One year after the rigged presidential elections, protesters in Belarus are still demanding a democratic shift and respond with mutual solidarity to a repressive regime. But what does it take to keep on fighting when your cause falls out of the spotlight?
On the night of 9 August 2020, the Belarusian authorities announced Alyaksandr Lukashenka had won the presidential elections, paving the way for the autocrat’s sixth term in office. Popular demonstrations against the regime had already started in the lead-up to the election, but intensified that night reaching a formerly unknown scale in the country. Protesters, exasperated by Belarus’s lasting economic decline, contested the unfair electoral process, including the crackdown on opposition candidates and the rigged results. A year later, pro-democracy protests are still ongoing, despite the escalation of repression.
Besides the anniversary, recent flare-ups of state violence have brought the Belarusian political situation back to the front stage. But time has not passed in the same way for everyone over the past twelve months.
Outside spectators associate the past year’s Belarusian protests to the events that made it to the international media, sparking waves of concern and indignation towards the repressive nature of the Lukashenka regime. Among the most recent cases are those of Olympic athlete Krystina Timanovskaya, threatened for questioning her male coaches’ authority; the suspicious death of Belarusian activist Vitaly Shishov in Ukraine; the airliner rerouted to Minsk to capture journalist Roman Protasevich and student Sofia Sapega; and the shutdown of TUT.BY, the country’s main independent media.
These events have surely contributed to bringing the international community’s focus back to Belarus even after the widely reported initial phases of the protests. Nevertheless, the revolution has been swinging in and out of the international attention market as swiftly as a trending topic.
For those personally involved in the protests, this past year has demanded a day-to-day commitment. In the account of Hanna Komar, a Belarusian poet and activist who was detained early on when the anti-dictatorship protests started, the prison is a ‘timeless space’ punctuated by the eternal recurrence of the detainee routine, only sequenced by the ever-toughening conditions. Even the pandemic, underplayed and minimized by Lukashenka on the public level, was used as a pretext to step up the repression of detainees and conduct mock trials via Skype.
Yet the flattened, dilated time in prison becomes, in Komar’s account, the perfect backdrop to cement profound relationships of trust and sisterhood among female inmates, lasting far beyond the four walls of the prison and constituting a precious net of mutual solidarity.
Strong female participation has defined the Belarusian uprising from its early stages. Sviatlana Tsikhanouskaya, Maria Kalesnikava and Veranika Tsapkala emerged as leading faces of the anti-dictatorship movement almost by chance, representing non-registered male presidential candidates. Their discourse, notes Olga Dryndova, combined traditional family values and female leadership, yet they did not match the prototype of the charismatic feminist leader. How come they catalysed the opposition movement, mobilizing women across the country?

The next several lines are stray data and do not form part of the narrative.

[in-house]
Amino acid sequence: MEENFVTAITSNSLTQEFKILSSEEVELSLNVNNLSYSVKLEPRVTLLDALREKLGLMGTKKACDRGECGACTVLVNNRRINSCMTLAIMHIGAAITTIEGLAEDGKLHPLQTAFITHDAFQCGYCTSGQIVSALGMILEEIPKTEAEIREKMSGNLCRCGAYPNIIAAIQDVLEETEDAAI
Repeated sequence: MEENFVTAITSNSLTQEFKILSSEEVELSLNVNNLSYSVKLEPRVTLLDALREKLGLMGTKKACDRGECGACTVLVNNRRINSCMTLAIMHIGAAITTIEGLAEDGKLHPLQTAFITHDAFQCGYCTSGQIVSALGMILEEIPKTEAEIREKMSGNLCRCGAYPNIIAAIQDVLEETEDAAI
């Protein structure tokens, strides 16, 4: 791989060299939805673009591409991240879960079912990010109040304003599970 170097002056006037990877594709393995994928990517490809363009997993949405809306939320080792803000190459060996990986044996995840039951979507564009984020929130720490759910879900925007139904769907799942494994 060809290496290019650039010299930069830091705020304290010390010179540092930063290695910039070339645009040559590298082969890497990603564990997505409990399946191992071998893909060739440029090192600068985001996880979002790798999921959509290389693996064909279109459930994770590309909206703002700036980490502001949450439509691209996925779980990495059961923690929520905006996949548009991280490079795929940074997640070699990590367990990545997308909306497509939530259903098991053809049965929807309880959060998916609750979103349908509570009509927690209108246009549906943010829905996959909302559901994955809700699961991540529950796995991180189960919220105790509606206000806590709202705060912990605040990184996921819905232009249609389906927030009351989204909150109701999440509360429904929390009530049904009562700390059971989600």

The ascent of Belarusian women resonates in Slavenka Drakulić’s in memoriam of her fellow émigré, writer and dear friend Irena Vrkljan. Drakulic recalls how Vrkljan’s words and activism inspired a generation of women writers and intellectuals, even though she refused to identify as a feminist.
Partly, women activists in Belarus represent a shift towards a less traditionalist society. But their leadership may not be solely based on progressive developments. They also managed to introduce to the political arena the ideal of caregiving traditionally associated with them, transforming it into a paradigm of political action based on commonality and mutual solidarity.
The strong female presence also helps explain the post-national character of the Belarusian protests, as described by Olga Shparaga, a member of the anti-dictatorship Coordination Council. ‘It is a democratic revolution in which subjects are becoming citizens’, ‘horizontally networked’ and with virtually no reference to a glorious past, Shparaga explains. Its horizontal character has kept the flame of revolution burning for over a year, even when Belarus fell out of the international spotlight, and the passing of time played in the hands of the regime and its Russian ally.
The experience of imprisonment and indomitable resistance, though life-changing, deserves no romanticization. Relegating the revolution to heroic protesters alone can also induce disengagement, resulting in the self-absolution and depoliticization of bystanders. But at a time in history when nation states tend to withdraw from international responsibility and national selfishness seems to prevail, the sense of commonality evoked by Belarusian protesters offers a refreshing alternative to draw from.
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Published 13 August 2021
Original in English
First published by Eurozine
Ongoing discourse about a collective Belarusian identity since the 2020 protests tend to circle around nationalism. Those who oppose the regime and managed to escape are calling for horizontal societal structures, in solidarity with those imprisoned. Belarusian culture is more than language; it includes human rights, economic interests and everyday narratives.